It’s pretty simple – network operators need to build more capacity to support active or future planned deployments of 5G. Even operators who don’t see 5G on the horizon yet are facing new capacity demands, whether they have 4G/LTE networks or are delivering rural broadband services using fixed wireless access.
Africell Sierra Leone is a mobile network operator in West Africa with over 4 million subscribers who had just launched 4G in 2018 on their radio access network. This launch caused capacity constraints on the transport layer of their network.
According to NTCA–The Rural Broadband Association, broadband use has multiplied by more than twenty times since the early 2000s. However, three out of every ten Americans still do not enjoy its benefits. That represents a sizable market, and a good part of that market is in rural areas that lack the infrastructure for it. For service providers, the challenges lie in entering those markets quickly and effectively, and at lower ownership and operational costs than fiber or other solutions.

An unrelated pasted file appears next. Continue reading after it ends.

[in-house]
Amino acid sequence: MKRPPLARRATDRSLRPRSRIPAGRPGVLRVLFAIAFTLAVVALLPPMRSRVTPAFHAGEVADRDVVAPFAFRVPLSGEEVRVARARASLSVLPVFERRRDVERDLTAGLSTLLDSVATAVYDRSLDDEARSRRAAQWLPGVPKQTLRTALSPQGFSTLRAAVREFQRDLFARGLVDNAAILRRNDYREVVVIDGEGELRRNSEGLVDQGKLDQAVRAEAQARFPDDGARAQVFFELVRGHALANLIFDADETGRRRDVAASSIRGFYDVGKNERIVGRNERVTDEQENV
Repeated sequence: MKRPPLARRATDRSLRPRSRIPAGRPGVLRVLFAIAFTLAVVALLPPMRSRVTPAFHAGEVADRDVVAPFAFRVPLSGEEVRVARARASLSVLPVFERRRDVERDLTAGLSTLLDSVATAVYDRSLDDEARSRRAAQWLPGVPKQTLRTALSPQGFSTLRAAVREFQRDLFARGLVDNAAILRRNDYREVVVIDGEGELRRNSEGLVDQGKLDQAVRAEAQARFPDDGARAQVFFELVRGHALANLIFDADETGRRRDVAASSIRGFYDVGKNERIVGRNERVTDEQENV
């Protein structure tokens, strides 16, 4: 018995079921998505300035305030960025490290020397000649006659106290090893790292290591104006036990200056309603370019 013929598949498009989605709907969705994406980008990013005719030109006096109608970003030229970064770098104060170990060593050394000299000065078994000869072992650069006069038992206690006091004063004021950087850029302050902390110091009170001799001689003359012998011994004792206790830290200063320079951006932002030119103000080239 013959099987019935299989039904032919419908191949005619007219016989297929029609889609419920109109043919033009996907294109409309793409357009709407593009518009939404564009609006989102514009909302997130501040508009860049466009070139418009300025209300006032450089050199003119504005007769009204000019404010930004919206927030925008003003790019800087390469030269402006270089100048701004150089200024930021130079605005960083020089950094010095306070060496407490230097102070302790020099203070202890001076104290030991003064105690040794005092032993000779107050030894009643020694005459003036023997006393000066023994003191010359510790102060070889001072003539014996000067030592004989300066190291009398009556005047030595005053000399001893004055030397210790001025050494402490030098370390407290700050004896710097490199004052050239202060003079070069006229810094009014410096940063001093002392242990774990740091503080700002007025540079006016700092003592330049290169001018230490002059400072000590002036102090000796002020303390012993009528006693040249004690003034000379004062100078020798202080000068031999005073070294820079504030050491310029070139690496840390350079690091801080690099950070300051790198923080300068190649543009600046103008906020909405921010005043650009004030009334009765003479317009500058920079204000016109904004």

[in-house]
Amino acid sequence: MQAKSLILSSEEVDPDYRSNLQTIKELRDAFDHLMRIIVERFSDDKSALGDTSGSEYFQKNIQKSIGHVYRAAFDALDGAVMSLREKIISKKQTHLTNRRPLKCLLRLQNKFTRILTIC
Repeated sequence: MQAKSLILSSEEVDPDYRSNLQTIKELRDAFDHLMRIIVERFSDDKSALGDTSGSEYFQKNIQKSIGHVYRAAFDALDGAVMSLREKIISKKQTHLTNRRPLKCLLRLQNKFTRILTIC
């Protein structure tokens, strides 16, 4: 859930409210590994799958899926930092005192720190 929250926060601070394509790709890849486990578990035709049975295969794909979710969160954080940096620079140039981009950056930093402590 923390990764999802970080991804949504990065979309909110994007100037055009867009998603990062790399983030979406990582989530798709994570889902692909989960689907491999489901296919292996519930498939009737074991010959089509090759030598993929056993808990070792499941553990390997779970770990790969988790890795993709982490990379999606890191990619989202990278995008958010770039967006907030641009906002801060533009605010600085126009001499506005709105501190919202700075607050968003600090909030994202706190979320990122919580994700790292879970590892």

In many wireless networks, transport engineering looks after the microwave radio function while the IT department has domain over IP equipment. These two organizations started independently and grew separately over many years. It did not seem that there was any problem with this arrangement.
However, it led to the selection of equipment—radios and routers—that worked really well on their own but had no awareness of one another. Not surprisingly, these technology solutions did not perform together optimally.